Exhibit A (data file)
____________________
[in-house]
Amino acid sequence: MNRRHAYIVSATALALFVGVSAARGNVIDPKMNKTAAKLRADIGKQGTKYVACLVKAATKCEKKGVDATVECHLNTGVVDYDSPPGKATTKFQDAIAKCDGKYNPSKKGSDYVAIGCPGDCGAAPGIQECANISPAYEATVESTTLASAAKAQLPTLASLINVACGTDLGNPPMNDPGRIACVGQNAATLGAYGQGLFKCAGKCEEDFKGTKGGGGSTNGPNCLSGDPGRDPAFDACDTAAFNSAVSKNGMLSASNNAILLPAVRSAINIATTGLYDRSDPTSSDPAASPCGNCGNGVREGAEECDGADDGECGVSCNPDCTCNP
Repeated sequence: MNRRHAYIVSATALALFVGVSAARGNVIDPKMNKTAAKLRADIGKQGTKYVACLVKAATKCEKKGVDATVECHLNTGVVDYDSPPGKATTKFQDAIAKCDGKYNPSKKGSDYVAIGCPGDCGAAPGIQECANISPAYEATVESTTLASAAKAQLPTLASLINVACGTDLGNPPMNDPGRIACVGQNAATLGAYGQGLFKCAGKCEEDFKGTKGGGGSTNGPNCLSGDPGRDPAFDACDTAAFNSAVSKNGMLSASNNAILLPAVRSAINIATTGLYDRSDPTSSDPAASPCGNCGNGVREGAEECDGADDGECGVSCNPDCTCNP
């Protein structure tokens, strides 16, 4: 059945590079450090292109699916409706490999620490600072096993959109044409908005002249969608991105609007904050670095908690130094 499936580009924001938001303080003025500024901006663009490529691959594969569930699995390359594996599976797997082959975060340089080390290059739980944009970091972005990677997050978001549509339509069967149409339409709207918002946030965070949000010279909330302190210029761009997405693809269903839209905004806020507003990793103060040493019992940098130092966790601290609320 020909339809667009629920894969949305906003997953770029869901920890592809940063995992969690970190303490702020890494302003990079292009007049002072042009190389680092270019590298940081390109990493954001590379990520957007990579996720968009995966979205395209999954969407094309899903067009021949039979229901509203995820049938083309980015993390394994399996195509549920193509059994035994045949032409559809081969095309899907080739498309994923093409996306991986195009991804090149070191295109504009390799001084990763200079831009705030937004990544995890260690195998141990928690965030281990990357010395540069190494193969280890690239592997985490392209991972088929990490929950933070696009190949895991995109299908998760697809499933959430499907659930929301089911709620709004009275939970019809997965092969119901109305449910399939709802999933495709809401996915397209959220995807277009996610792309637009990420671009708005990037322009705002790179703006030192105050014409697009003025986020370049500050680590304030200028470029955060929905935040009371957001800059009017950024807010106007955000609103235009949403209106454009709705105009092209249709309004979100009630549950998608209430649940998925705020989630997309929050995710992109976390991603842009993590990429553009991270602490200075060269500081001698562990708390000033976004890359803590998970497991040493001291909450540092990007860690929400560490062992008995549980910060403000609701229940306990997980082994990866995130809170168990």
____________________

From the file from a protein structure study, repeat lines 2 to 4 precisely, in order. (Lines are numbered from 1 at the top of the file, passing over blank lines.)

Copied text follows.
Amino acid sequence: MNRRHAYIVSATALALFVGVSAARGNVIDPKMNKTAAKLRADIGKQGTKYVACLVKAATKCEKKGVDATVECHLNTGVVDYDSPPGKATTKFQDAIAKCDGKYNPSKKGSDYVAIGCPGDCGAAPGIQECANISPAYEATVESTTLASAAKAQLPTLASLINVACGTDLGNPPMNDPGRIACVGQNAATLGAYGQGLFKCAGKCEEDFKGTKGGGGSTNGPNCLSGDPGRDPAFDACDTAAFNSAVSKNGMLSASNNAILLPAVRSAINIATTGLYDRSDPTSSDPAASPCGNCGNGVREGAEECDGADDGECGVSCNPDCTCNP
Repeated sequence: MNRRHAYIVSATALALFVGVSAARGNVIDPKMNKTAAKLRADIGKQGTKYVACLVKAATKCEKKGVDATVECHLNTGVVDYDSPPGKATTKFQDAIAKCDGKYNPSKKGSDYVAIGCPGDCGAAPGIQECANISPAYEATVESTTLASAAKAQLPTLASLINVACGTDLGNPPMNDPGRIACVGQNAATLGAYGQGLFKCAGKCEEDFKGTKGGGGSTNGPNCLSGDPGRDPAFDACDTAAFNSAVSKNGMLSASNNAILLPAVRSAINIATTGLYDRSDPTSSDPAASPCGNCGNGVREGAEECDGADDGECGVSCNPDCTCNP
């Protein structure tokens, strides 16, 4: 059945590079450090292109699916409706490999620490600072096993959109044409908005002249969608991105609007904050670095908690130094 499936580009924001938001303080003025500024901006663009490529691959594969569930699995390359594996599976797997082959975060340089080390290059739980944009970091972005990677997050978001549509339509069967149409339409709207918002946030965070949000010279909330302190210029761009997405693809269903839209905004806020507003990793103060040493019992940098130092966790601290609320 020909339809667009629920894969949305906003997953770029869901920890592809940063995992969690970190303490702020890494302003990079292009007049002072042009190389680092270019590298940081390109990493954001590379990520957007990579996720968009995966979205395209999954969407094309899903067009021949039979229901509203995820049938083309980015993390394994399996195509549920193509059994035994045949032409559809081969095309899907080739498309994923093409996306991986195009991804090149070191295109504009390799001084990763200079831009705030937004990544995890260690195998141990928690965030281990990357010395540069190494193969280890690239592997985490392209991972088929990490929950933070696009190949895991995109299908998760697809499933959430499907659930929301089911709620709004009275939970019809997965092969119901109305449910399939709802999933495709809401996915397209959220995807277009996610792309637009990420671009708005990037322009705002790179703006030192105050014409697009003025986020370049500050680590304030200028470029955060929905935040009371957001800059009017950024807010106007955000609103235009949403209106454009709705105009092209249709309004979100009630549950998608209430649940998925705020989630997309929050995710992109976390991603842009993590990429553009991270602490200075060269500081001698562990708390000033976004890359803590998970497991040493001291909450540092990007860690929400560490062992008995549980910060403000609701229940306990997980082994990866995130809170168990």